Belle is simply put, a powerful experience, with its outstanding visuals, engaging story, and musical moments all wrapped up in one of the best animated films of 2021. It truly deserved its 14-minute standing ovation at Cannes as well as the multiple award nominations and wins under its belt. It’s this reviewer’s personal favorite film of 2021 alongside The Mitchells vs. The Machines. It’s now time for Mamoru Hosoda to have the same level of acclaim and attention that Hayao Miyazaki has enjoyed over the years. If you can watch this film safely, please do check it out. It’s an experience unlike any other in animation. Next time, we will look at the Funimation co-produced and distributed Sing a Bit of Harmony

Thanks for reading the review! I hope you all enjoyed reading it! If you would like to support my work, make sure to share it out, and if you want to become a Patreon supporter, then you can go to patreon.com/camseyeview. I will see you all next time!

Rating: Essentials 

The Other Side of Animation 245: Back to the Outback Review

(If you like what you see, you can go to camseyeview.biz to see more of my work on video game reviews, editorials, lists, Kickstarters, developer interviews, and review/talk about animated films. If you would like, consider contributing to my Patreon at patreon.com/camseyeview. It would help support my work, and keeps the website up. Thanks for checking out my work, and I hope you like this review!)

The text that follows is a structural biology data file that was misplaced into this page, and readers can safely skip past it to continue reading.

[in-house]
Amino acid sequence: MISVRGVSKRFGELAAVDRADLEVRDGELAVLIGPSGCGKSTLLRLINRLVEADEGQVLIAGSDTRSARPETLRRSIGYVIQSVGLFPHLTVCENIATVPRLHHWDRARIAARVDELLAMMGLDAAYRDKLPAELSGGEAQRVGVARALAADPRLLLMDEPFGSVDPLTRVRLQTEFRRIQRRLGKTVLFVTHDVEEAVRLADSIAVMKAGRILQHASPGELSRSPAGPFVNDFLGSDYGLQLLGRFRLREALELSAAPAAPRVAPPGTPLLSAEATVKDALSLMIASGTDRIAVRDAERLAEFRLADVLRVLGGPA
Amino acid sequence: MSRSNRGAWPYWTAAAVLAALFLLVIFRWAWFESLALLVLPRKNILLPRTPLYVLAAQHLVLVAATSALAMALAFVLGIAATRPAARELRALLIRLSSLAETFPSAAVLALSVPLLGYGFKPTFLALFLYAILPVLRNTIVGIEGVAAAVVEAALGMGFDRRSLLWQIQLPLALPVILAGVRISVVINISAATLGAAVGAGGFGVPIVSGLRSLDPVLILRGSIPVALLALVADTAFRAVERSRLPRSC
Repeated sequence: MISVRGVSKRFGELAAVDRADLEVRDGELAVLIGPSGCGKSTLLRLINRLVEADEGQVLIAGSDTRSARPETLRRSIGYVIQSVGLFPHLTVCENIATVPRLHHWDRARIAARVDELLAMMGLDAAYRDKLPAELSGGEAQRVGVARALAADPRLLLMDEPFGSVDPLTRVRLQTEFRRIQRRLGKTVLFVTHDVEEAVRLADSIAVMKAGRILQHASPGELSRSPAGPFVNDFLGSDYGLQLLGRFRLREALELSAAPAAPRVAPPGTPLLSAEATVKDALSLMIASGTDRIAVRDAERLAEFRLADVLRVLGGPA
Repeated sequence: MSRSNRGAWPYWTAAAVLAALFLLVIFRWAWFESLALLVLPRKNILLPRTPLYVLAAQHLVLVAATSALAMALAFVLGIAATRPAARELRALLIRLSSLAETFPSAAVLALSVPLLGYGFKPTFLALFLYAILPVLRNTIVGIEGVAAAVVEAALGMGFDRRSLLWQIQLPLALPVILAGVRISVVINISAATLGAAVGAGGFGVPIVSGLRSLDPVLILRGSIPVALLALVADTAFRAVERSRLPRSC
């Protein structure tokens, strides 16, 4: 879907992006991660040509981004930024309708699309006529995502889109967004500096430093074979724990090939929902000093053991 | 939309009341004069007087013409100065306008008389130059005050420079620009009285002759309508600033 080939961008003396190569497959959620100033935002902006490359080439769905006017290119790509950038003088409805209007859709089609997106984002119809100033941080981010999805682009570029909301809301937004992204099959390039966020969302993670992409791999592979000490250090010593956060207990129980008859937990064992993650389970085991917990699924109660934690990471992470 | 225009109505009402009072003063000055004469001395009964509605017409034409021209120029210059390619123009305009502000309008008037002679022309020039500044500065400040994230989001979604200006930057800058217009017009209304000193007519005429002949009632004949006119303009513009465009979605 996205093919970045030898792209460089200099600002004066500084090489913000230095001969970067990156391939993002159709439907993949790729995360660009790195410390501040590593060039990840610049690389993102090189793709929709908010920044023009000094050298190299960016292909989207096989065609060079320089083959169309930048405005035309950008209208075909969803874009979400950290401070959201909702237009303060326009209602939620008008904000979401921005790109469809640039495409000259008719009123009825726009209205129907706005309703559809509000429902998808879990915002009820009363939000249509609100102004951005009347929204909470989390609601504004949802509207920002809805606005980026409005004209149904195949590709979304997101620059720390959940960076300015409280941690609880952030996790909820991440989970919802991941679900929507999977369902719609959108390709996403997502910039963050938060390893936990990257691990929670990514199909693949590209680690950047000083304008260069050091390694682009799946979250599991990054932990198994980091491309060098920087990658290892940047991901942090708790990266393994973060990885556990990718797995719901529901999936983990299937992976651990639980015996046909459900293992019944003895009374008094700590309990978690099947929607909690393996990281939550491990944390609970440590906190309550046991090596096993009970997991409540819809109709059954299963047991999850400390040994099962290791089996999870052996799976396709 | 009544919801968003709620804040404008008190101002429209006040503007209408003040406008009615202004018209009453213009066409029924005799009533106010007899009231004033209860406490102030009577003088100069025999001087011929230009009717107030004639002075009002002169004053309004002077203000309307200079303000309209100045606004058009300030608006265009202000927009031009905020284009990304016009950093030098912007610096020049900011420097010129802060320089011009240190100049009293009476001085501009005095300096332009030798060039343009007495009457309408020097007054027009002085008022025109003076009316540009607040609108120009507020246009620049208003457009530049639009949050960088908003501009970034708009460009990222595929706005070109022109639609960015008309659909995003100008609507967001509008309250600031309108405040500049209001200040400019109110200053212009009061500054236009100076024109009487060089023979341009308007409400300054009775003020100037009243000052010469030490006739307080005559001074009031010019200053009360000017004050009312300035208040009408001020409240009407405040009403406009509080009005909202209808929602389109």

Heads up: I was able to watch this series before its recent release via a screener sent to me by Netflix. I got no other form of monetization other than the screener. Thank you, Netflix.

Netflix has been making a name for themselves with the teams and talented individuals they hire to craft their animated work. Streaming has opened up a much wider field for there to be differences within the animated medium. We have gotten shows and films that would not fly within the big studio scene, and it leads to a much healthier artistic freedom. Not to say there aren’t huge improvements to be made behind the scenes, because there absolutely are with how animators, writers, and entire teams are paid and treated, but you can still appreciate the work that they have made. Hopefully, things become better behind the scenes, because the products these talented individuals are making have been really fascinating. For example, this new animated film called Back to The Outback. 

Directed by Clare Knight and Harry Cripps, our story revolves around a group of “dangerous” animals at a zoo in Australia, because if you are going to have a film about dangerous animals, you might as well go the route and place it in a country with some of the deadliest animals around. Moving on, we are following the story of a Taipan snake named Maddie, voiced by Isla Fisher. She lives in a glass cage in the area of the zoo that has “dangerous” animals. These animals include a funnel-web spider named Frank, voiced by Guy Pearce, a thorny devil named Zoe, voiced by Miranda Tapsell, and a scorpion named Nigel, voiced by Angus Imrie. They are treated as the worst things ever, compared to their zoo counterpart, a koala named Tom/Pretty Boy, voiced by Tim Minchin. Pretty Boy is the star of the Zoo while everyone else is treated like garbage. After a crocodile is taken away after scaring a kid, Maddie and her friends decide to escape the zoo to head back to the outback! Unfortunately for them, they have to take Pretty Boy with them and are now on the run! They are being hunted down by a handler at the zoo named Chaz, voiced by Eric Bana, and his son named Ben, voiced by Diesel La Torraca. Can our gang of animals outmaneuver the humans and make it back to the wild?